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Thread: Best computer for old DOS games

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    ServBot (Level 11) Edmond Dantes's Avatar
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    Quote Originally Posted by Ze_ro View Post
    I've always had trouble with that myself. I can't bring myself to waste a CD when it's only 5MB worth of data. I know they're cheap, but it still bothers me at some level. CD-RW's would seem like a great idea, but I have a bad history with RW's somehow becoming unrecoverable coasters, and I no longer trust them enough to buy them.
    You and Jorpho DO realize CD-Rs (even if they're not RWs) can be used more than once, right?

    You're not "wasting" a CDR with 5mb, because you can go in and add more files later. I'm not sure what you're doing that would render that 5mb transfer a one-time deal.

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    With older versions of Windows you can't access all of the data on multisession CDs without the use of a third party application, and accessing all of the data on multisession CDs in DOS is dependent on having a driver that can deal with such things.
    Mario says "... if you do drugs, you go to hell before you die."

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    Really? I've never had a problem with it. It always just reads as a CD with a lot of crap on it.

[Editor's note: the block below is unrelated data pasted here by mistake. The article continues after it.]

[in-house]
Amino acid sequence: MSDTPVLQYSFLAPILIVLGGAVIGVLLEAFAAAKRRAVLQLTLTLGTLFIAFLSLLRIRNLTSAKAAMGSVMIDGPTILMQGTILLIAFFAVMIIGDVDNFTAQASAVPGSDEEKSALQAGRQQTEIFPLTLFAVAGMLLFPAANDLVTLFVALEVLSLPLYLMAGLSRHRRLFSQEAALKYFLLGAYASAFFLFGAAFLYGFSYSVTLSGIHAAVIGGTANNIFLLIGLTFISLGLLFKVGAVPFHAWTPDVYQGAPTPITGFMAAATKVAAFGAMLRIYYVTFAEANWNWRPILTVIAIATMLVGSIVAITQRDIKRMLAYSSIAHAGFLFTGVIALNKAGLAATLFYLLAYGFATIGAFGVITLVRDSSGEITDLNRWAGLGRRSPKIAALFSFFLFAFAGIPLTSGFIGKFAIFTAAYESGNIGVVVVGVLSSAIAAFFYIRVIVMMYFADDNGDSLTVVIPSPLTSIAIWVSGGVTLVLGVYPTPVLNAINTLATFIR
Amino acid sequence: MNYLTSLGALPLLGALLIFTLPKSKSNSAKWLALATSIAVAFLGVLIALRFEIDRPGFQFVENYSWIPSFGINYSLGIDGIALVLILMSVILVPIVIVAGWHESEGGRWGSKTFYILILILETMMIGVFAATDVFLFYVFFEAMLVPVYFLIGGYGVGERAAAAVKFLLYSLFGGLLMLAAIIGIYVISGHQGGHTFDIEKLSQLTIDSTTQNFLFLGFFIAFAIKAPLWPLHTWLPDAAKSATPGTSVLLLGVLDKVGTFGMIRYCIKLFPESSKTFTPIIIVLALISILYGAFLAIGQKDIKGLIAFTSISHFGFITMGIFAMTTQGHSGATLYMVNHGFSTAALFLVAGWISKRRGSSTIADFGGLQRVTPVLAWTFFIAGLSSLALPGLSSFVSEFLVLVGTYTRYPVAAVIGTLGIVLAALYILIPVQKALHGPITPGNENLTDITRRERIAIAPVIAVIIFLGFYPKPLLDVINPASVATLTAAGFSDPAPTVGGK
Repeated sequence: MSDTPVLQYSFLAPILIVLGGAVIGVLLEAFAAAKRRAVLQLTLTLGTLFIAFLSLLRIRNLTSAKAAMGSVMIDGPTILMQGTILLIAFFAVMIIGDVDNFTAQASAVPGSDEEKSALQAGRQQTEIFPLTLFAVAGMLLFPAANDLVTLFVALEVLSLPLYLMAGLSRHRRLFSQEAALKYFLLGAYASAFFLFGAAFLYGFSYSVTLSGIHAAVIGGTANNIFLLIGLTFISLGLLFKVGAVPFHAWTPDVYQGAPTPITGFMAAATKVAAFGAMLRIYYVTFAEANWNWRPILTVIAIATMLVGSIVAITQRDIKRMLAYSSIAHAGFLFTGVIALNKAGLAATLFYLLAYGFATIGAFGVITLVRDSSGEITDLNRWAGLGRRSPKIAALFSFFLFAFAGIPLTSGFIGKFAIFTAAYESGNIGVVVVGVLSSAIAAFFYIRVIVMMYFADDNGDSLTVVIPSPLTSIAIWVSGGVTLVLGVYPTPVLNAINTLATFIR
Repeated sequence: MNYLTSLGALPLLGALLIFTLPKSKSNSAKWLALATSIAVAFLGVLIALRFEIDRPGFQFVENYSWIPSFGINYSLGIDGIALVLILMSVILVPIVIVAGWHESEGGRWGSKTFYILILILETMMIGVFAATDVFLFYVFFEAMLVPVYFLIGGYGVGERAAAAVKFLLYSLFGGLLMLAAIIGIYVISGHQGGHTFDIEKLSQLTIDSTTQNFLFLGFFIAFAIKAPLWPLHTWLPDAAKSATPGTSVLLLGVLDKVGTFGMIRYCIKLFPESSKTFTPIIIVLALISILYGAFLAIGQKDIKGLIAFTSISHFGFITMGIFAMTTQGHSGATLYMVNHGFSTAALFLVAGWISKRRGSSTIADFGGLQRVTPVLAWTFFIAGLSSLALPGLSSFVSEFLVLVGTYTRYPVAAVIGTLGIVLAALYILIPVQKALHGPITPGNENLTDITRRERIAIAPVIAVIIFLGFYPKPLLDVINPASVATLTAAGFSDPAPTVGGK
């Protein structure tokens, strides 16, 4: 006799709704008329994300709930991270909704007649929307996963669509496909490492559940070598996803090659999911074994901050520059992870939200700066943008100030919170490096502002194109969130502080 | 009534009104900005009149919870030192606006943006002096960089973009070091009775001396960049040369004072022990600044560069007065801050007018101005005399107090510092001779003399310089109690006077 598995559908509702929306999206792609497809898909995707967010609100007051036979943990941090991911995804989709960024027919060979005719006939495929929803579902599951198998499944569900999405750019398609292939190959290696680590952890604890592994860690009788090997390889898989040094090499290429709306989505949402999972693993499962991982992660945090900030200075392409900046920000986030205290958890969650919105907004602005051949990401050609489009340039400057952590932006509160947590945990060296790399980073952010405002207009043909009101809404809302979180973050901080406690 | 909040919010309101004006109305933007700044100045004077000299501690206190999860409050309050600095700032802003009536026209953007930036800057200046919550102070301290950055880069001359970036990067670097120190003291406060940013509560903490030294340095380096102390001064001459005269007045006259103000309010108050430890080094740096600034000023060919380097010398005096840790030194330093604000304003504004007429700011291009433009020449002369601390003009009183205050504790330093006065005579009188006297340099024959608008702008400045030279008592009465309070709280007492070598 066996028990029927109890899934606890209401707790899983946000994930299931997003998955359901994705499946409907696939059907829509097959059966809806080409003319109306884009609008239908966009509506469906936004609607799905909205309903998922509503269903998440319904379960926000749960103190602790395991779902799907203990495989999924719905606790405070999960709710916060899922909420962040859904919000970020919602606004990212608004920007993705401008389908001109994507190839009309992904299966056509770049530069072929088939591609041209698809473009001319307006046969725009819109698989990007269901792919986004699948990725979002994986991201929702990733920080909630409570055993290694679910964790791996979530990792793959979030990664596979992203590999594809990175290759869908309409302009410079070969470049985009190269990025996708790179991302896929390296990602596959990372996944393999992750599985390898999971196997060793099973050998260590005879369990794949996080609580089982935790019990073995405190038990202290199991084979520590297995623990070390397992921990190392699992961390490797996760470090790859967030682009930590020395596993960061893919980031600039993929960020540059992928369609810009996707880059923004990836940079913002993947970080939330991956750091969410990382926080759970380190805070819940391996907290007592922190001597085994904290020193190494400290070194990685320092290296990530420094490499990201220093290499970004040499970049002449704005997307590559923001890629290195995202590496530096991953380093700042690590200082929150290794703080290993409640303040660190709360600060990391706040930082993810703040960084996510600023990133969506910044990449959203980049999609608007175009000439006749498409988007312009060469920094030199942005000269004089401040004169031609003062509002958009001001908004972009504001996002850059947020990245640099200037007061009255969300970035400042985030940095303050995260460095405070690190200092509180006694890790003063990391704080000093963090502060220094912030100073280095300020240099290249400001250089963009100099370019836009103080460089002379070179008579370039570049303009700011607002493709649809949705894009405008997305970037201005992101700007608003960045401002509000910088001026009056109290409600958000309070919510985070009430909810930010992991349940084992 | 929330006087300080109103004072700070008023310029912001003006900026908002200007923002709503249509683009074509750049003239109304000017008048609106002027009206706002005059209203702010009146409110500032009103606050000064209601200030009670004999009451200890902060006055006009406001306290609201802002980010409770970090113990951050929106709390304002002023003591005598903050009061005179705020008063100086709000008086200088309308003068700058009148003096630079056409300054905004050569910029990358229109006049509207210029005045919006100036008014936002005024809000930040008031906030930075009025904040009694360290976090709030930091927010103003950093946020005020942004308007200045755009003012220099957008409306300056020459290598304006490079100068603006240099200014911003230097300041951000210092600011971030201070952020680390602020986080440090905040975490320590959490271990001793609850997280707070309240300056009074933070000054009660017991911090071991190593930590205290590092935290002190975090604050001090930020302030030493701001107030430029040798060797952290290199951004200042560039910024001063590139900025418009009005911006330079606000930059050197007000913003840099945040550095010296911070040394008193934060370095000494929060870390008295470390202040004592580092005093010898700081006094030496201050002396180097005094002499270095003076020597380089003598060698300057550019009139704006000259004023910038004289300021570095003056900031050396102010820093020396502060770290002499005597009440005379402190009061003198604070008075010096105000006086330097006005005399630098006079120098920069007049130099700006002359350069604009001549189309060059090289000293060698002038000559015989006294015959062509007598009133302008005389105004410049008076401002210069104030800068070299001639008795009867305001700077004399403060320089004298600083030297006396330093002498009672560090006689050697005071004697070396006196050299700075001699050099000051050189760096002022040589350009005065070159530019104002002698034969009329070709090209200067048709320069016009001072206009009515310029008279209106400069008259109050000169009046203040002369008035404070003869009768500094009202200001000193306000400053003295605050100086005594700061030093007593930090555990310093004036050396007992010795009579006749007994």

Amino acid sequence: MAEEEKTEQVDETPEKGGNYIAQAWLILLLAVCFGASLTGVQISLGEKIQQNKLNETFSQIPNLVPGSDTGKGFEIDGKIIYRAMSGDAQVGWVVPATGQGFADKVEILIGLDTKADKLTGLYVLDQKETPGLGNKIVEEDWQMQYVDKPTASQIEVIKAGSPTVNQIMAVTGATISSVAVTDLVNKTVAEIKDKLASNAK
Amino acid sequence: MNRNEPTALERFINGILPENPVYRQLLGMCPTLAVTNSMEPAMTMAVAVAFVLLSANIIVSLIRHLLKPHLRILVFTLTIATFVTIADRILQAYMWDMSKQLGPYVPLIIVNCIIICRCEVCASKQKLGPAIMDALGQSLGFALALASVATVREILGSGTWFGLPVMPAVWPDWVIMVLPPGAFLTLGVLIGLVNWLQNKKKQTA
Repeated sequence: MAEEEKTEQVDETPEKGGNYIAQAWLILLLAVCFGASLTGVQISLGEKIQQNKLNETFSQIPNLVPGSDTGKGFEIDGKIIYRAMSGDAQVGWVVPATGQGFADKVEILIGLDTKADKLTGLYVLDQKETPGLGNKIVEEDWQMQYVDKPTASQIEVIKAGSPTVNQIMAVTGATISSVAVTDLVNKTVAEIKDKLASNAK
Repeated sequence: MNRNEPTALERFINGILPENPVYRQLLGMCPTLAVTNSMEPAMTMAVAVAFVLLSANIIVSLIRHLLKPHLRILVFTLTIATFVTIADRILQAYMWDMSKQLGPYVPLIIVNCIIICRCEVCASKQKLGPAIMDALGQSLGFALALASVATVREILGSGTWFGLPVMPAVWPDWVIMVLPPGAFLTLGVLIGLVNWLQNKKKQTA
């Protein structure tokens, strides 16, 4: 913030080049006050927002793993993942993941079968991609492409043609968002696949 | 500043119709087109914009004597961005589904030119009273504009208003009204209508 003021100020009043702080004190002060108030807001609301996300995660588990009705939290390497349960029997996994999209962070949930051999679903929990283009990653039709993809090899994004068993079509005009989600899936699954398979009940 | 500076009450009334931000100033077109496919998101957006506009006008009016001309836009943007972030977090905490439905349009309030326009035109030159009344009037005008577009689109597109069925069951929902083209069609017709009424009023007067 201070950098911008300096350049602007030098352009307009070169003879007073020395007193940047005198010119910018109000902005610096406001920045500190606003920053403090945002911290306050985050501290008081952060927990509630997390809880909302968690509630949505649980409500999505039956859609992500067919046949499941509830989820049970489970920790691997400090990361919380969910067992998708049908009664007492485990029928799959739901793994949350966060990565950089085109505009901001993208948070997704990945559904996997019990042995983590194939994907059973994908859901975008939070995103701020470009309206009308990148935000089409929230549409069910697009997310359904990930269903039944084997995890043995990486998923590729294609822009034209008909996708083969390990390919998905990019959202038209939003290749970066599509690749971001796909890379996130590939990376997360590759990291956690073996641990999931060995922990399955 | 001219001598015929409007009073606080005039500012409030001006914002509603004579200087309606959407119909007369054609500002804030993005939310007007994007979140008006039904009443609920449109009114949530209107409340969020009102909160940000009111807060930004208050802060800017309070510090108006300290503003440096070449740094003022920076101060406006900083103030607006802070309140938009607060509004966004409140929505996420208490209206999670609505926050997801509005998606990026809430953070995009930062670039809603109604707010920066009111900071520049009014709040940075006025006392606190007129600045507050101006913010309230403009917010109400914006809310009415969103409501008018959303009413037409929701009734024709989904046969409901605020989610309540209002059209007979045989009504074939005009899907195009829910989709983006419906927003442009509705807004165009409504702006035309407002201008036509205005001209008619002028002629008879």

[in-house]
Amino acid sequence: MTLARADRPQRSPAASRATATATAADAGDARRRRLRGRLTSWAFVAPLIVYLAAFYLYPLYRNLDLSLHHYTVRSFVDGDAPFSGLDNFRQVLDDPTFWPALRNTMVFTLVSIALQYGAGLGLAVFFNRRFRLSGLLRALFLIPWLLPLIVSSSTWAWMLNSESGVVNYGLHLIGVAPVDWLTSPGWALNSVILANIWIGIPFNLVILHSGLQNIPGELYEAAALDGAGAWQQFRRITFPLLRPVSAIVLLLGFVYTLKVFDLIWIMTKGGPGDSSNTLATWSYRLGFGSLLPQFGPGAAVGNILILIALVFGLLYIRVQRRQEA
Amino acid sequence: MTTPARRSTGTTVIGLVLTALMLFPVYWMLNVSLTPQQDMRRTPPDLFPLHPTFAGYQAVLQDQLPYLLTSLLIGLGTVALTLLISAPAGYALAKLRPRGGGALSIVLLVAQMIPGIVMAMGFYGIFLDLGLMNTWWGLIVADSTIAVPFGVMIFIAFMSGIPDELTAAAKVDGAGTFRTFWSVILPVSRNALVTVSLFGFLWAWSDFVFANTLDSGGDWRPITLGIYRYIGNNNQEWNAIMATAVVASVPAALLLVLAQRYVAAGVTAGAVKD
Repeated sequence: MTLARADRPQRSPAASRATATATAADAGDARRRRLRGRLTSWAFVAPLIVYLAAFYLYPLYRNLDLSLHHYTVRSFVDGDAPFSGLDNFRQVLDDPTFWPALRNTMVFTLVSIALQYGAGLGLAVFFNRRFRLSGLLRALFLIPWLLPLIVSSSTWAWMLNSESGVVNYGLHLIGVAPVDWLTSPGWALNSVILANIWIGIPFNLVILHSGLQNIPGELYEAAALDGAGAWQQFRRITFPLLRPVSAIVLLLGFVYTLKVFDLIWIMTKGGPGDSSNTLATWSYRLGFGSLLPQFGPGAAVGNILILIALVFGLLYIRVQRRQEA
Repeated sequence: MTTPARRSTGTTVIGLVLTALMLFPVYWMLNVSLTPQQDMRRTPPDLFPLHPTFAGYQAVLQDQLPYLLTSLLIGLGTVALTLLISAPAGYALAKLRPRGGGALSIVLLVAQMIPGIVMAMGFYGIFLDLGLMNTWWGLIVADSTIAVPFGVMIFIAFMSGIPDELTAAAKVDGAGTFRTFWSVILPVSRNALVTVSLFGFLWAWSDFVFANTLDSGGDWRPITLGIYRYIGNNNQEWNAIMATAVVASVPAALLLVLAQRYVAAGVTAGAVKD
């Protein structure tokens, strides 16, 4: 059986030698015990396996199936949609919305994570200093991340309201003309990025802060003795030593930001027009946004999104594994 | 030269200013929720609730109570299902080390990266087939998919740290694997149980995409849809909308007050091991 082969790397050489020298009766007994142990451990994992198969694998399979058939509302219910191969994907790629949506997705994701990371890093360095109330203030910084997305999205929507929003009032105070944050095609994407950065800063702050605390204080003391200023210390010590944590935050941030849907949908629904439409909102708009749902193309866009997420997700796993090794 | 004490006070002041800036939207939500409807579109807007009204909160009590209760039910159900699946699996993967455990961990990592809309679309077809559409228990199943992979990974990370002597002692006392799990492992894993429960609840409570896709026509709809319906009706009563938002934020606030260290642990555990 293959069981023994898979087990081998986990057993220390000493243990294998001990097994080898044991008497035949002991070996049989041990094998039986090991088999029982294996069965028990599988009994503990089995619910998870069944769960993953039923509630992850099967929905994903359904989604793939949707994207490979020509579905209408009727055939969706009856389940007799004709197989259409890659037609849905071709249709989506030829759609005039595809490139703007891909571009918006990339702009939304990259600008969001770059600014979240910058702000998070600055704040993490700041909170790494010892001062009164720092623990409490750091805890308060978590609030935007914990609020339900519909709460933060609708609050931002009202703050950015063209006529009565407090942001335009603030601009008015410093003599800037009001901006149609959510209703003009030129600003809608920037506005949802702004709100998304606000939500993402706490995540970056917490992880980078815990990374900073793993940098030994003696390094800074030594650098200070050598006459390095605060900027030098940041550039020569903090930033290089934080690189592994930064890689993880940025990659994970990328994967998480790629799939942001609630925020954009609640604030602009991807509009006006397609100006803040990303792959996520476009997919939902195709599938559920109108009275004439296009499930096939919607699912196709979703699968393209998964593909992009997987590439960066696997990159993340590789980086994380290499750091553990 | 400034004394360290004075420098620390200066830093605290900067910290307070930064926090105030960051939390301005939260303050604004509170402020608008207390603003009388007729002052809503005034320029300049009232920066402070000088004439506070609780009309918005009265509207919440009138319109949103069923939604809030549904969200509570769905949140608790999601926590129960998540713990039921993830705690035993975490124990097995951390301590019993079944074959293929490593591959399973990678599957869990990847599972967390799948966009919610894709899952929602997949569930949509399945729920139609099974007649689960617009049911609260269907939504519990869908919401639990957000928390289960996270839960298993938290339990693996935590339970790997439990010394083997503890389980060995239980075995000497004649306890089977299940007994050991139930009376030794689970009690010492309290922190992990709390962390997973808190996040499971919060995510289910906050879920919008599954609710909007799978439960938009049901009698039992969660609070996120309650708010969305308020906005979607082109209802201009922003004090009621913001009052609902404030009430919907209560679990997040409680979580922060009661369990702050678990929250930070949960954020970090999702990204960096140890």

That said, maybe its because I'm using the most recent official DOS (MS-DOS 7, which is the one that Windows 98 comes with) and also because I'm using alternative drivers--which is something I would recommend people do anyway even if they plan to use older versions of DOS, since alternative drivers use less memory meaning more is free for your games.

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    Great Puma (Level 12) skaar's Avatar
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    Lots of old CDRom drives can't handle multisession burns either.


    Glad to see some Libretto love. I had a 50 back in the day and loved it - but it was NOT good for gaming.
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    Quote Originally Posted by Niku-Sama View Post
    whats the input voltage/amperage on that thing?

    could probably make your own out of a few of those cheepo pocket phone chargers in series. honestly been thinking of converting one into powering a portable nes
    Making my own batteries is far beyond my capabilities, especially since I'd have to make my own shell as well (the old battery was removed by the previous owner). But the good news is that I finally got my money back from AliExpress, and found a brand new battery on eBay for $12.35 shipped (model number PA2487U)!

    I charged it and it works perfectly. No more having to constantly plug it in. After this post, I'm taking it in the backyard with a glass of wine and playing me some Dangerous Dave.

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    Quote Originally Posted by Edmond Dantes View Post
    Really? I've never had a problem with it. It always just reads as a CD with a lot of crap on it.